With so much of the shot clock used up on an ineffective Duncan-Parker two-man game, Danny Green is forced to drive on Ray Allen. Wade takes a swipe at the ball and Bosh is in position to challenge the shot. Oddly enough, Duncan being so close to the basket ends up being something that hurts the Spurs here. If he's a couple steps back, Green has room to either drive or dump it down to Duncan when Bosh rotates. Instead, Duncan is battling Bosh for position on a possible offensive rebound and letting him be closer to cutting off the drive.
The weak side help defense by Bosh here is so good because as Manu Ginobili approaches him with the drive, Bosh squares up to the offensive player. What this does is takes away a lot of angles that Ginobili can usually get against slow-reacting big men inside. Even though Ginobili is able to go up with his left hand, he doesn't have a very good angle on the shot because of the base of Bosh, the challenge of the shot, and Bosh's reach.
This is my favorite defensive possession that Bosh had in Game 4. It showed everything he does so well on defense in one play. First and foremost, he cuts off Parker from attacking with the pick-and-roll and doesn't really allow him to advance the ball quickly. If you notice, the Spurs typically get stopped by the Heat when they take away the drive on the PnR and make that first pass either slow or non-existent.
Bosh defends four different Spurs players on this play. He's defending Duncan to start out, then he hedges against Parker's drive on the pick-and-roll. He recovers back to Duncan to give a soft double team with Ray Allen. At this point, Neal is the only person for Duncan to pass to and he's 30 feet from the basket. Duncan tosses the ball out to him and Bosh rotates over to take Leonard.
LeBron gives a bad closeout on Neal, allowing Neal to drive into the paint as Leonard flares out to the side. Bosh steps up and briefly defends both Neal and Leonard, except Leonard's back is practically point toward the basket so he's not in any position to receive the pass and shoot. Neal thinks he has an opening for a second for the pull-up jumper, only to see Bosh go straight up to take away the idea of an uncontested shot.
Neal is foolishly in the air without a decision made on what he wants to do. His only options are to get blocked by Bosh or to attempt a pass to Leonard near the corner. He only has enough balance and strength to toss a looping pass that never gets to its intended target. James picked it off and the Heat are headed the other way. Bosh defended four different players on one play and did it perfectly.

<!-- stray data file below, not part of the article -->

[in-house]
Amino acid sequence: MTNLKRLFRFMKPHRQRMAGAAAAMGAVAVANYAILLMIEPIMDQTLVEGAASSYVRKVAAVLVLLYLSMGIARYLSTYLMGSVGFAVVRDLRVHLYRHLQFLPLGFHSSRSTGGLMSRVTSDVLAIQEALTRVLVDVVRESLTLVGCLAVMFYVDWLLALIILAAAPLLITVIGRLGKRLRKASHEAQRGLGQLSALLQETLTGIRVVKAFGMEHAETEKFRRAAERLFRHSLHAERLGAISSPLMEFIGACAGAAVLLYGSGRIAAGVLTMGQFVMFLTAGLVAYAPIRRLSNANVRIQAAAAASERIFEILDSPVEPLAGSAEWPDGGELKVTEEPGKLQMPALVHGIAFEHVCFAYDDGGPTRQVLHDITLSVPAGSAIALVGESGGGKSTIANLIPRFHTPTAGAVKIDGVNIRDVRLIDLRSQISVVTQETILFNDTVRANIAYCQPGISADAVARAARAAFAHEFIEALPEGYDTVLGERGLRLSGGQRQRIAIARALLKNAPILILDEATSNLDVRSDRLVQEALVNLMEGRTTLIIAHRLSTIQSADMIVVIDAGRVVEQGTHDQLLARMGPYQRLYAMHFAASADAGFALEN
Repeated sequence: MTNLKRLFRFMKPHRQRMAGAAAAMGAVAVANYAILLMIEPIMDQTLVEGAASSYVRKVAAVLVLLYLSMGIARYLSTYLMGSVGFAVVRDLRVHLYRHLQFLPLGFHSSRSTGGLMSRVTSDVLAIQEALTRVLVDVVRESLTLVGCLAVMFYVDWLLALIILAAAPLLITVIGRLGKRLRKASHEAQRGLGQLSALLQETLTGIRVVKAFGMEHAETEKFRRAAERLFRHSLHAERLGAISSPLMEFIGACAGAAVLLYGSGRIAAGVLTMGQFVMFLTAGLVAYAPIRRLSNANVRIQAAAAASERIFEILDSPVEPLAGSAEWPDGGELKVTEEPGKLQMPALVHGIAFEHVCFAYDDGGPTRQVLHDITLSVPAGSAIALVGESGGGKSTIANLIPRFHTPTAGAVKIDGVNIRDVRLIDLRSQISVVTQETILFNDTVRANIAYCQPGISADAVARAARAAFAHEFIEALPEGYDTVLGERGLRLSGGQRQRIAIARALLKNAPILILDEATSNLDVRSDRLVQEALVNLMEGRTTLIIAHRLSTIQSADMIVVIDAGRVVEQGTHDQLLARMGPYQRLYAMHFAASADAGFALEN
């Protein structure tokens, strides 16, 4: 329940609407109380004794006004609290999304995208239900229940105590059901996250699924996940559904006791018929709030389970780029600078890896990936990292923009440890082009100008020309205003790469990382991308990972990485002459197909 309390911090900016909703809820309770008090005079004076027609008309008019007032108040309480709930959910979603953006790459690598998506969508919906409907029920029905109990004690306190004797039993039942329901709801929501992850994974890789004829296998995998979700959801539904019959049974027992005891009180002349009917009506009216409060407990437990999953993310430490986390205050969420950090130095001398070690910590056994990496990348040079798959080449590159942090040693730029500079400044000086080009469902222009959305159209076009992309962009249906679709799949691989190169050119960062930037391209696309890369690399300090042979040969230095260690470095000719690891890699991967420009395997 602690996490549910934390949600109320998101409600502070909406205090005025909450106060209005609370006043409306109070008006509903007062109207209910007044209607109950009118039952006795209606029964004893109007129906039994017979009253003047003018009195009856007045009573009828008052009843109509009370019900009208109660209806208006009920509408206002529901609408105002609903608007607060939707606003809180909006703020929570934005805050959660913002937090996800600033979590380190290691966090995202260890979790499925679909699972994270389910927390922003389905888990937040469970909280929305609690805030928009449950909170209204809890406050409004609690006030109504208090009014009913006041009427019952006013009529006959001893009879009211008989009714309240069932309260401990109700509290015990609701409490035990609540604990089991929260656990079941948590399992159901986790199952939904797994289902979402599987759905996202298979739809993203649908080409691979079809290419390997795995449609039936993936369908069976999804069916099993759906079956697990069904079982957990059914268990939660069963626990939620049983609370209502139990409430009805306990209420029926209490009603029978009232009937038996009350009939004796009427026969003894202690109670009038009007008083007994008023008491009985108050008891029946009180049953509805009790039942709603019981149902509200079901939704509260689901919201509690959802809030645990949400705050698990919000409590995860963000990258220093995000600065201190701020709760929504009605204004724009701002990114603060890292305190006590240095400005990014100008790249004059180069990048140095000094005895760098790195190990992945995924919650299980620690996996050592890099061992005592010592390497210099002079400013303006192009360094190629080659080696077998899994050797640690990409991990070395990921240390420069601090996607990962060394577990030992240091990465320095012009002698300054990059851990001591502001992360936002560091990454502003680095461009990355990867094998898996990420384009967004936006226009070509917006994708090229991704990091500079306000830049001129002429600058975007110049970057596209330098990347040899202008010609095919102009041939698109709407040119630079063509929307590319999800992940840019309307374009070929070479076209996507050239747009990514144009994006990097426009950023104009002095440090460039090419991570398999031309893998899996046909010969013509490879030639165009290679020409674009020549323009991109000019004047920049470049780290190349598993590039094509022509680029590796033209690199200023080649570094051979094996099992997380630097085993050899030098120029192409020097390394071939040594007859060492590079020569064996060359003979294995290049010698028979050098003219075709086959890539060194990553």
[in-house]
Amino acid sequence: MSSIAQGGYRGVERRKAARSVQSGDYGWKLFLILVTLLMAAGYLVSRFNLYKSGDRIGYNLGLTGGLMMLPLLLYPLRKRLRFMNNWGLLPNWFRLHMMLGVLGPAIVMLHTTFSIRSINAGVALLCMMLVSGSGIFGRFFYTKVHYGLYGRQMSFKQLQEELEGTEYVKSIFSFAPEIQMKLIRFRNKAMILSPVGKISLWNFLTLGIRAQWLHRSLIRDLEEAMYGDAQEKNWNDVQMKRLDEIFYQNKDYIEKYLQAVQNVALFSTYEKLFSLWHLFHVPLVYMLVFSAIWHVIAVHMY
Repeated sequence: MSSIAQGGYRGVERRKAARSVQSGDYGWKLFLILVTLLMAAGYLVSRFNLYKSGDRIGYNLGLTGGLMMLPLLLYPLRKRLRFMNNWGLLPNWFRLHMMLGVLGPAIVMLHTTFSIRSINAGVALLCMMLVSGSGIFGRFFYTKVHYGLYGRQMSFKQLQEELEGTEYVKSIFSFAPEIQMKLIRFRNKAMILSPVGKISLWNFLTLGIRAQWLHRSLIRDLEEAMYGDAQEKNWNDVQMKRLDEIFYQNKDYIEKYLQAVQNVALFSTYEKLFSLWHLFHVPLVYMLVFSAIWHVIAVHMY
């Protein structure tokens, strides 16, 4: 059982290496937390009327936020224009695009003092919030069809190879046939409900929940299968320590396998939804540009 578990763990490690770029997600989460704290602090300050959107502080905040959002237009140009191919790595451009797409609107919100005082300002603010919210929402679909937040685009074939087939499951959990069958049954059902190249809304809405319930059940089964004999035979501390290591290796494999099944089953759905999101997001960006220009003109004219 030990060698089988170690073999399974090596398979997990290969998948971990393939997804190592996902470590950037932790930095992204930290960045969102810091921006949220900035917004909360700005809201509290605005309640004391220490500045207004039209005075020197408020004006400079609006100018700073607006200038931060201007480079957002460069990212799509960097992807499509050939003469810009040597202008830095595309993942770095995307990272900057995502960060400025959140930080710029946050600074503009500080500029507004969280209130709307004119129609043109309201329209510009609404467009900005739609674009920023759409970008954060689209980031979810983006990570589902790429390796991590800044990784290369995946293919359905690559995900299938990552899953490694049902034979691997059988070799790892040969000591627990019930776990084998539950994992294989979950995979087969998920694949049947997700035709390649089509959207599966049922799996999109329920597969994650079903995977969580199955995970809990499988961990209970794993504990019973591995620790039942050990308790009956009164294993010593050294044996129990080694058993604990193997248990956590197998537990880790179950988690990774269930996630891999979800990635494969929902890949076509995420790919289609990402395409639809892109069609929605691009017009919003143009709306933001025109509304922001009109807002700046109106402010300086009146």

I included this clip of Bosh fronting the post against Duncan to show his willingness to do the dirty work on defense. Fronting the post takes a lot of trust in the primary post defender to put in the necessary work to keep the big man off-balance as he fights for position and it takes a lot of trust in the backside help to be there in case the lob is thrown. If you can get good ball pressure on the post-entry passer like Wade provides, it helps defend it immensely.
The first thing to take note of in this play is Bosh basically sitting down in a defensive stance on Duncan's thigh. This gives him leverage to root Duncan away from creating space between him and the basket and it takes away any explosiveness Duncan can muster out of his legs if the lob is thrown. As the ball gets positioned for the pass, Bosh slowly moves around Duncan to take away easy passing lanes.
When the ball swings to the top, Bosh orbits back around to Duncan's right shoulder to keep giving passing angles that Ginobili has to mentally recalibrate before he lets go of the pass. Any hesitation allows Wade to put more pressure on the ball. He eventually tips the entry lob from Ginobili and gets credit for the steal, but Bosh's defense and the backside help created that turnover.
This final steal was Bosh putting his defensive stamp on the night. Cory Joseph provided a semi-lazy bounce pass to Tim Duncan. Like he did all night, Bosh fought for every inch on the defensive end of the court. He moved around Duncan on this play, outworked him for yet another loose ball, and dove to the ground.
It's not that Duncan didn't work in Game 4; he just didn't work as hard as Bosh did. Whether that's circumstance, age, help from teammates, execution, or whatever reason there may be, the fact remains that Bosh's defense has helped carry this team all season long. Yes, LeBron James is the best defensive player on the court and the system Erik Spoelstra is something that works and he can get players to buy into.
But it doesn't work unless Bosh is willing to go from being a stretch-4 on one end of the court to trying to emulate Marc Gasol on the other end of the court. Because Bosh buys into his defensive role with this team, they work defensively. He's constantly moving, constantly fighting. He doesn't always win that fight, but he helps the Heat win the majority of their fights.